mailing list archives
Re: Question for the Windows pros
From: "Dave Korn" <davek_throwaway () hotmail com>
Date: Thu, 19 Jan 2006 14:56:57 -0000
Paul Schmehl wrote in news:5E610DD0DFACB633154F31E7 () utd59514 utdallas edu
This is incorrect. The privilege exists *and* functions on the
Workstation operating systems Win2000 SP4 *and* WinXP. I have verified
this through testing.
Yes, there's nothing new about impersonation, it's been there all the way
back to NT.
I've already been there and read the page - several times. I understand
*in general* what an impersonation privilege is. I need to know
*specifically* what "server's clients" can be impersonated when this
privilege is applied to an account. So far, I've found nothing on the web
that even attempts to address that issue.
Unfortunately, it has not. Again, I understand *in general* what
impersonation is, how it works and what it can mean in terms of security.
I am looking *specifically* for what a user who has the privilege
Impersonate a client after authentication has the right to do. Does it
mean that *anything* that user runs runs under his/her privileges? Does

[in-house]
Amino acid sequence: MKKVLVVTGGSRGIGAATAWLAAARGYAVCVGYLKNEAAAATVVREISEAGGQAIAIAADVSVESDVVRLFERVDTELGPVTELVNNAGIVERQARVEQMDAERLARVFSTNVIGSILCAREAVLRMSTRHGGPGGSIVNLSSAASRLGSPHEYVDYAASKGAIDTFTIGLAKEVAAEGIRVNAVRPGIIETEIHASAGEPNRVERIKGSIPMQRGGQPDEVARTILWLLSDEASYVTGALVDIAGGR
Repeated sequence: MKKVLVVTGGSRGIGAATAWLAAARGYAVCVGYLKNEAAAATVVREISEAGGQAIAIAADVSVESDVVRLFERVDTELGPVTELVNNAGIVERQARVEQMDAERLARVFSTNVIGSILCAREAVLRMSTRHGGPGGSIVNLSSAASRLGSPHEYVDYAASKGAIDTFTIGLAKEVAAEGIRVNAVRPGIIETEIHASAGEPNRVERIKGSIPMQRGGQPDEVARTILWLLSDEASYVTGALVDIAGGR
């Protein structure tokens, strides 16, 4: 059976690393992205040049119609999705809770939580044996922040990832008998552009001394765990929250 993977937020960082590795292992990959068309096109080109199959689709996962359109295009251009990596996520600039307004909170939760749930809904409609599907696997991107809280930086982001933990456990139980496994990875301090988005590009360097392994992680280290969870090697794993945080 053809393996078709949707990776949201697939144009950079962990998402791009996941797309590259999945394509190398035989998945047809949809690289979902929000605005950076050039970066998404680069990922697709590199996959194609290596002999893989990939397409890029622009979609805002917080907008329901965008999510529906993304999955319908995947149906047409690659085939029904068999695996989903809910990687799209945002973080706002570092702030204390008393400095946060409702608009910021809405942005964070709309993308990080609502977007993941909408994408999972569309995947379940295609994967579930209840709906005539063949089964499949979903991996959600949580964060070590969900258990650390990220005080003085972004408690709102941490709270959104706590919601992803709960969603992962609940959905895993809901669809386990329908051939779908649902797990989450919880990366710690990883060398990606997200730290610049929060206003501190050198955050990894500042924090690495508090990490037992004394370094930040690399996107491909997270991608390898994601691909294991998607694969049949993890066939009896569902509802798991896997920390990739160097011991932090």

it mean only *local* processes are affected? Does it mean a hacker can
access the machine remotely and run under the user's privileges?
IOW, if I have a domain account name "Joe", and I grant "Joe" this
privilege, what is placed at risk? The local machine he's logged in to?
The entire domain? Only certain services? Saying it's a high risk (like
ISS does) and then not defining *precisely* what the risks are is not
And all I was really asking for is pointers to any white papers or
conference presentations that even attempt to illuminate this issue.
It's looking like there are none.
The info is out there, but it's scattered across a combination of MSDN,
WDJ, OSR and similar sources.
I started writing a full explanation yesterday when you posted this. I'll
try and finish it off when I get home from work this evening.
Can't think of a witty .sigline today....
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